25.1 Philip Haslett, Head of Education Strategy and Development, informed members of the forecast financial performance of the High Needs block in 2021/22. He explained that there was a worsening picture for the High Needs block this year. The key variance, £532,000, was within the High Needs unallocated budget line. The variance was comprised of a significant adjustment of £282,000 in the import/export calculation and a £250,000 adjustment for the mainstream top-up budgets, to support additional therapies and bespoke SEN packages. The cost of therapies and bespoke packages was not an additional cost, but should have been included in the initial budget planning.
25.2 The Forum was informed that there had been a rise in the number of children with an EHCP moving into further education and college placements, that had resulted in a forecast overspend of £172,000. Additional post-16 opportunities had resulted in a reduction in the use of independent post-16 providers, saving around £200,000 on 20 places. That had helped create a forecast underspend in the Independent Special Schools budget of £51,900.
25.3 There had been a rise in primary and secondary mainstream forecasts, £69,000 and £96,000 respectively. It was directly linked to a rise in excess of the historic trends, in the number of new EHCPs.
25.4 The Head of Education Strategy and Development explained that as a result of the adjustments outlined above, the expected annual overspend in High Needs had moved from £3,573,300 to £4,105,300. However, this was an improvement of over £1M on the overspend in 2020/21.
25.5 The Forum received details on the import and export adjustment. It was explained that Gloucestershire was a net exporter. That meant the number of Gloucestershire high needs pupils that other areas took in (exports) was above the number of every high needs pupil that Gloucestershire took in from another area (imports). A deduction of £1,140,000 was made from Gloucestershire’s 2021/22 High Needs funding block, compared to £858,000 in 2020/21. A difference of -£282,000. Initial analysis by the LA had suggested that the increase was linked to the increase in the number of children with an EHCP moving into further education and college placements. However, the Gloucestershire Parent Carer Forum representative on the Forum reported that many Gloucestershire families were experiencing difficulties in finding special school provision in the county due to a lack of places and places that were suitable, and that it was not solely related to post-16 places.
25.6 The Head of Education Strategy and Development, agreed that he would provide Forum members with a further breakdown of the budget, to show the cost of special school placements per pupil in the county, and the cost of out of county independent special schools placements per pupil. It was also agreed that information on the Home to School Transport costs for children travelling to special schools in county, and independent special schools out of county, would be provided to the Forum.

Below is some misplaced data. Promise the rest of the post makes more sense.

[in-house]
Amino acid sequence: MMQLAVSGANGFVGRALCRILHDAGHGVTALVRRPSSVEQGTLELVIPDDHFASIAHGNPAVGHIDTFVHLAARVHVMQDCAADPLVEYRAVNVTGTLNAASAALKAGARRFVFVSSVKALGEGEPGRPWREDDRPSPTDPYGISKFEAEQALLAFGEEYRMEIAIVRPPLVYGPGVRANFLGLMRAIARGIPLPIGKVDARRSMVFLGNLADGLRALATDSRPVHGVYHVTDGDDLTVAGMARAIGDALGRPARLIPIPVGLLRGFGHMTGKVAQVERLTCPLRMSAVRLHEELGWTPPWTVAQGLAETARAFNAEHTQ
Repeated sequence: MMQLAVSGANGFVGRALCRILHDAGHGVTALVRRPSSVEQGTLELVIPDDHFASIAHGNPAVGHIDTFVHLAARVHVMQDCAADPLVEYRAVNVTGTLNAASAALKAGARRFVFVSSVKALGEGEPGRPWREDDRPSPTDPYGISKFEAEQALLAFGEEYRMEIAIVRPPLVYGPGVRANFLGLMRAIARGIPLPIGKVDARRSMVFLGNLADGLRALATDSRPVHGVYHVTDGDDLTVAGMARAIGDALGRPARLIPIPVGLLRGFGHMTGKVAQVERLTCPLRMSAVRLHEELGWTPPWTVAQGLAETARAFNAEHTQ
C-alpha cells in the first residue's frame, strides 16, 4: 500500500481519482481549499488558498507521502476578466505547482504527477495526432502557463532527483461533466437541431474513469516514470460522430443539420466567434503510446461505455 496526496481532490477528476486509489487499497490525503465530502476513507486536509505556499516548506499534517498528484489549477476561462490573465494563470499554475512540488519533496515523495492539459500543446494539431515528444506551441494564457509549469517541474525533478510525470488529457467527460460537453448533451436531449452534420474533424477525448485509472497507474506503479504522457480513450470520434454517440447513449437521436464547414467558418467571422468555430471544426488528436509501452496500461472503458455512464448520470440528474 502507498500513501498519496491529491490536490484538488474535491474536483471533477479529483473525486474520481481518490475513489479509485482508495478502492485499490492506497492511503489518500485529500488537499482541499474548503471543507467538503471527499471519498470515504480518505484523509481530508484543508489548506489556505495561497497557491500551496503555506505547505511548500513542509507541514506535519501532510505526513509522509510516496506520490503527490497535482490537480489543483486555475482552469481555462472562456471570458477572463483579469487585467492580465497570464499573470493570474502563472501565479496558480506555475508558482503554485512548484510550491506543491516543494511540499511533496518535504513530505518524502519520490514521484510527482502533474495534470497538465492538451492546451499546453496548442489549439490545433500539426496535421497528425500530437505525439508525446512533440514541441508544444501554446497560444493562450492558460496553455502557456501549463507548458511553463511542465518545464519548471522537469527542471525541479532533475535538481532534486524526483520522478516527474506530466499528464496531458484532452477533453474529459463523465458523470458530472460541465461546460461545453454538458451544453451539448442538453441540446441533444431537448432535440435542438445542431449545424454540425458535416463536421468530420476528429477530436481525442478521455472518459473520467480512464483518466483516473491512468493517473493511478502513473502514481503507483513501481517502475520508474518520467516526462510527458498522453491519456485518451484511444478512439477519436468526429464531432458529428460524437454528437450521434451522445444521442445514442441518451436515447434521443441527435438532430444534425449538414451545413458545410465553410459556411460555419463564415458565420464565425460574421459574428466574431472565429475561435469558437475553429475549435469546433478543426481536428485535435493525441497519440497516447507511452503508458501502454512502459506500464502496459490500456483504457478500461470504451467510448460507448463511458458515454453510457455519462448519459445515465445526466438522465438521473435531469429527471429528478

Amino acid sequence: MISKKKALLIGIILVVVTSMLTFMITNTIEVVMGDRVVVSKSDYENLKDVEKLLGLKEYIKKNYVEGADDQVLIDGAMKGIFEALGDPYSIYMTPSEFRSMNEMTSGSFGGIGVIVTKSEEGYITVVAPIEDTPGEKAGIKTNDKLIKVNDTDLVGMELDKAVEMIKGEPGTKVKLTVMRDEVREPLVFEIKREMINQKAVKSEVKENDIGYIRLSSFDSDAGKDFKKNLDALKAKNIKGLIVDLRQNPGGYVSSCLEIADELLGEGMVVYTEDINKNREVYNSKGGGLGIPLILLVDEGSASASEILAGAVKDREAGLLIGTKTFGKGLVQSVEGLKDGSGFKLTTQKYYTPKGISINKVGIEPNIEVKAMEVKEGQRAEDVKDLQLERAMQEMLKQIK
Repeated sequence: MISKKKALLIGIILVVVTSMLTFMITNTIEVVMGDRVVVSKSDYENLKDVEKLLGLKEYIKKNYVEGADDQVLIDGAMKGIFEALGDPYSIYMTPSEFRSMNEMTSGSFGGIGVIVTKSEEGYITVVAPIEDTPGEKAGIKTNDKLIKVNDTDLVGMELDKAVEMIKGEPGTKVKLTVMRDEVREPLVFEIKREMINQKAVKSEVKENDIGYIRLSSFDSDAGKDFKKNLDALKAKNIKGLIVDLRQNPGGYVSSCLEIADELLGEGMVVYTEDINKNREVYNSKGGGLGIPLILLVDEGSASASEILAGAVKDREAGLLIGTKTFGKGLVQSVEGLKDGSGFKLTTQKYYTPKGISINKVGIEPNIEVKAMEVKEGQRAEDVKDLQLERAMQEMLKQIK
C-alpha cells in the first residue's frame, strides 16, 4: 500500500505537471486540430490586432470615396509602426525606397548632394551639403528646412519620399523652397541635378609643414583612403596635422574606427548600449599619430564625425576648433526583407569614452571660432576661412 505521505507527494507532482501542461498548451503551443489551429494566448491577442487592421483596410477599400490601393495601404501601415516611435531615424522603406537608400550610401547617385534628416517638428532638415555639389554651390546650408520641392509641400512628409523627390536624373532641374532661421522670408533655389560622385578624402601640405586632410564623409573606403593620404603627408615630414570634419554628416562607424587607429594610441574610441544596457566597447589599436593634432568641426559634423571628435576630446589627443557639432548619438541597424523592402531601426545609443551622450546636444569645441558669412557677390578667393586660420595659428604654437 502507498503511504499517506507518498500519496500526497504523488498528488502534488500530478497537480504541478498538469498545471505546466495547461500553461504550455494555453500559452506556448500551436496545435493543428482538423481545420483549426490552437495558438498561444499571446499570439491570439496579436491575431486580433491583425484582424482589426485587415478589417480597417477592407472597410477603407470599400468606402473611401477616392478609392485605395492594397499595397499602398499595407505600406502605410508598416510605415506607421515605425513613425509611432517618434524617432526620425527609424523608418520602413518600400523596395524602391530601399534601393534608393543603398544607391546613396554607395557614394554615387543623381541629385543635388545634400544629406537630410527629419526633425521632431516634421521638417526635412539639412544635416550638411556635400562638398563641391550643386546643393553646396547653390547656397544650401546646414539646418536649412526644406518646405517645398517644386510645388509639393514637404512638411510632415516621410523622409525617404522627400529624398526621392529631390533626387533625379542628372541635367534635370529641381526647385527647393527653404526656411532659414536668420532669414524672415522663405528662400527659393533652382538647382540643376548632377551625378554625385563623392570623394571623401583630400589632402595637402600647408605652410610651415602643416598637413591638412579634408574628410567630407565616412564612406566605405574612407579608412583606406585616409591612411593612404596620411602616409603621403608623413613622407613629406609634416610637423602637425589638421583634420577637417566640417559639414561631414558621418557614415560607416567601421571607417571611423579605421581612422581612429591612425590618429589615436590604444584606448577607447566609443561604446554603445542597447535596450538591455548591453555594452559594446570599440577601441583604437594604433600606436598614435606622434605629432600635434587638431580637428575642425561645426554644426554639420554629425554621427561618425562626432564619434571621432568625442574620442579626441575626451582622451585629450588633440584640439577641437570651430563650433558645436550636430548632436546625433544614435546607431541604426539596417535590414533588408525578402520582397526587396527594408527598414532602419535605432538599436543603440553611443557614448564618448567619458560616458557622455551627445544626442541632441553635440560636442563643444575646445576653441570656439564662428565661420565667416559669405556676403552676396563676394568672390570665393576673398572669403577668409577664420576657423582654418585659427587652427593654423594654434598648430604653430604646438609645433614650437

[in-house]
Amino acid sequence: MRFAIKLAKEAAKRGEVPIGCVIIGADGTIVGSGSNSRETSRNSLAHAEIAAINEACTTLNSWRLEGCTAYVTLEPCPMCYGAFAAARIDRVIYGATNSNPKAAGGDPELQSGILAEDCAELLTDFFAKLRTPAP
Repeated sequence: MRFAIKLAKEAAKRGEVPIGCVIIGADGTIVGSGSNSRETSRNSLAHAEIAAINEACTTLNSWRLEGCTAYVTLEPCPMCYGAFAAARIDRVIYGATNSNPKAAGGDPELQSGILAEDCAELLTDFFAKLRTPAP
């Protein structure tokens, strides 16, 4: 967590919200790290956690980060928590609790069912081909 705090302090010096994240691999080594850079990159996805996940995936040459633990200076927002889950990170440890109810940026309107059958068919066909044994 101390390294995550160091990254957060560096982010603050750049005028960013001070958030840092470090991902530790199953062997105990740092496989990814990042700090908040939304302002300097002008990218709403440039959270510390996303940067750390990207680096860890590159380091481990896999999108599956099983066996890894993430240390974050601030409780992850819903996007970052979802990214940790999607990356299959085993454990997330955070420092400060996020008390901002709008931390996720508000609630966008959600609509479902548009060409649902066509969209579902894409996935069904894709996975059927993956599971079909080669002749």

ACTION: Head of Education Strategy and Development
25.7 The Forum noted the 2021/22 High Needs forecast and the variance to budget.
25.8 The Head of Education Strategy and Development explained that the growth trend for EHCPs was continuing as the numbers were rising. The period from January 2020 to January 2021 saw an increase of 420 EHCPs, compared to the 350 budgeted for. On average the cost of an EHCP plan had now risen to £20,000. Officers were working through the details and impact of the growth to better understand the spike in numbers. He warned that if the rise was sustained then it would impact on the ability to set a balanced budget within the 5-year High Needs plan. The Joint Additional Needs and High Needs Strategies remained focussed on enabling earlier intervention through a long term sustainable model to support a reduction in the rise of EHCPs. The 5-year plan was being updated to reflect the current trends in EHCP growth and would be presented at the 11 November Schools Forum meeting.
25.9 The Head of Education Strategy and Development explained that earlier intervention was not a panacea; and the Forum acknowledged that there remained a need for continued investment in High Needs from central government to deal with the substantial growth in the complexity of need coming into the system. It was noted that the financial year 2022/23 was the final year of the 3-year High Needs additional funding package which was announced by the government in the Autumn 2019. It was hoped that the continuation of additional investment in High Needs funding would be announced in the government’s October Spending Review.
25.10 The Forum was informed that the new banded funding model was being finalised ready for a trial implementation with a small cohort of schools in January 2022. The descriptors that supported the new banding system had received feedback from all key stakeholders. The descriptors, provision maps and proposed funding levels would be brought to the next Schools Forum meeting in November for review and sign off.
25.11 The Head of Education Strategy and Development reported that the local authority was looking to develop the special school capacity to meet the rising levels of need. Based on the current trends approximately 100 more special school places per year would be needed in the county. There were a number of challenges involved in building new special schools, the key one being the limited capital funding available, and therefore the LA was looking at increasing capacity in the existing special schools. He would be working with the Gloucestershire Association of Special School Headteachers, to look at where those extra places could be accommodated.